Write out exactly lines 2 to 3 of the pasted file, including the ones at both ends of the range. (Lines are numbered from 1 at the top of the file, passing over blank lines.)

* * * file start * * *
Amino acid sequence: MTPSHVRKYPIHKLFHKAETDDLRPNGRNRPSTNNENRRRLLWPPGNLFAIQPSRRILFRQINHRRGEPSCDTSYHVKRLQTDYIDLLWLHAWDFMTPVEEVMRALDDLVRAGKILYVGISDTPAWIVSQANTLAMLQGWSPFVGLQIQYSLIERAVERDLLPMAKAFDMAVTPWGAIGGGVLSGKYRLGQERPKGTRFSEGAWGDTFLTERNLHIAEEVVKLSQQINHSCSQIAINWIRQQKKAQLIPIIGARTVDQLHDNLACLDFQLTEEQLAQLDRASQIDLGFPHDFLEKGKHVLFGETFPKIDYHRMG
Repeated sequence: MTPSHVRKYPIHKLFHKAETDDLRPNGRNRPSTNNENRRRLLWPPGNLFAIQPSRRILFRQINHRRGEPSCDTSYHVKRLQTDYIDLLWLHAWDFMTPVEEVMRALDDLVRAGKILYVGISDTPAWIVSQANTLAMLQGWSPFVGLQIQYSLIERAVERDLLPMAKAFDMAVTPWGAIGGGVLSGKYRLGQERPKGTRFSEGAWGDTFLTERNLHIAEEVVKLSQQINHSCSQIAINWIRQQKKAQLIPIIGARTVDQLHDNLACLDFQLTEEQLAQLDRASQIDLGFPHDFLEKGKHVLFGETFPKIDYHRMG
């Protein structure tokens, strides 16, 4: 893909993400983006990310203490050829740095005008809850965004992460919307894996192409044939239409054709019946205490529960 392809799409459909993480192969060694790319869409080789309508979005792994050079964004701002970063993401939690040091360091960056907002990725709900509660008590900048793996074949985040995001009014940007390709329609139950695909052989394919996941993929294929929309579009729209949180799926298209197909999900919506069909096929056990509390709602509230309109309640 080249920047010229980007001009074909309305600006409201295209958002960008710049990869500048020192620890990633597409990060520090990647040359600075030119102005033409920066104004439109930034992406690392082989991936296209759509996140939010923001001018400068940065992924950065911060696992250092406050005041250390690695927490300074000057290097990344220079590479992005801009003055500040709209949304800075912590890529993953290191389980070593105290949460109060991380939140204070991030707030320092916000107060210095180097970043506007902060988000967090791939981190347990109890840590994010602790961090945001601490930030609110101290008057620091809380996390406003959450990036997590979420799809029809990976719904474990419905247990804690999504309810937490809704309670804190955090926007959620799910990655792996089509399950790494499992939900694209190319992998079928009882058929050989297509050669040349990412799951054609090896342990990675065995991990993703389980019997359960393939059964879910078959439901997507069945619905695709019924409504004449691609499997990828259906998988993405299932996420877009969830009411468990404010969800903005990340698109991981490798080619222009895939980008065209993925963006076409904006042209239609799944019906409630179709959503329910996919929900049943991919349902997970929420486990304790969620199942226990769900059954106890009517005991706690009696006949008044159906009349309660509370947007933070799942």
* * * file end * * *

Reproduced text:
Repeated sequence: MTPSHVRKYPIHKLFHKAETDDLRPNGRNRPSTNNENRRRLLWPPGNLFAIQPSRRILFRQINHRRGEPSCDTSYHVKRLQTDYIDLLWLHAWDFMTPVEEVMRALDDLVRAGKILYVGISDTPAWIVSQANTLAMLQGWSPFVGLQIQYSLIERAVERDLLPMAKAFDMAVTPWGAIGGGVLSGKYRLGQERPKGTRFSEGAWGDTFLTERNLHIAEEVVKLSQQINHSCSQIAINWIRQQKKAQLIPIIGARTVDQLHDNLACLDFQLTEEQLAQLDRASQIDLGFPHDFLEKGKHVLFGETFPKIDYHRMG
């Protein structure tokens, strides 16, 4: 893909993400983006990310203490050829740095005008809850965004992460919307894996192409044939239409054709019946205490529960 392809799409459909993480192969060694790319869409080789309508979005792994050079964004701002970063993401939690040091360091960056907002990725709900509660008590900048793996074949985040995001009014940007390709329609139950695909052989394919996941993929294929929309579009729209949180799926298209197909999900919506069909096929056990509390709602509230309109309640 080249920047010229980007001009074909309305600006409201295209958002960008710049990869500048020192620890990633597409990060520090990647040359600075030119102005033409920066104004439109930034992406690392082989991936296209759509996140939010923001001018400068940065992924950065911060696992250092406050005041250390690695927490300074000057290097990344220079590479992005801009003055500040709209949304800075912590890529993953290191389980070593105290949460109060991380939140204070991030707030320092916000107060210095180097970043506007902060988000967090791939981190347990109890840590994010602790961090945001601490930030609110101290008057620091809380996390406003959450990036997590979420799809029809990976719904474990419905247990804690999504309810937490809704309670804190955090926007959620799910990655792996089509399950790494499992939900694209190319992998079928009882058929050989297509050669040349990412799951054609090896342990990675065995991990993703389980019997359960393939059964879910078959439901997507069945619905695709019924409504004449691609499997990828259906998988993405299932996420877009969830009411468990404010969800903005990340698109991981490798080619222009895939980008065209993925963006076409904006042209239609799944019906409630179709959503329910996919929900049943991919349902997970929420486990304790969620199942226990769900059954106890009517005991706690009696006949008044159906009349309660509370947007933070799942």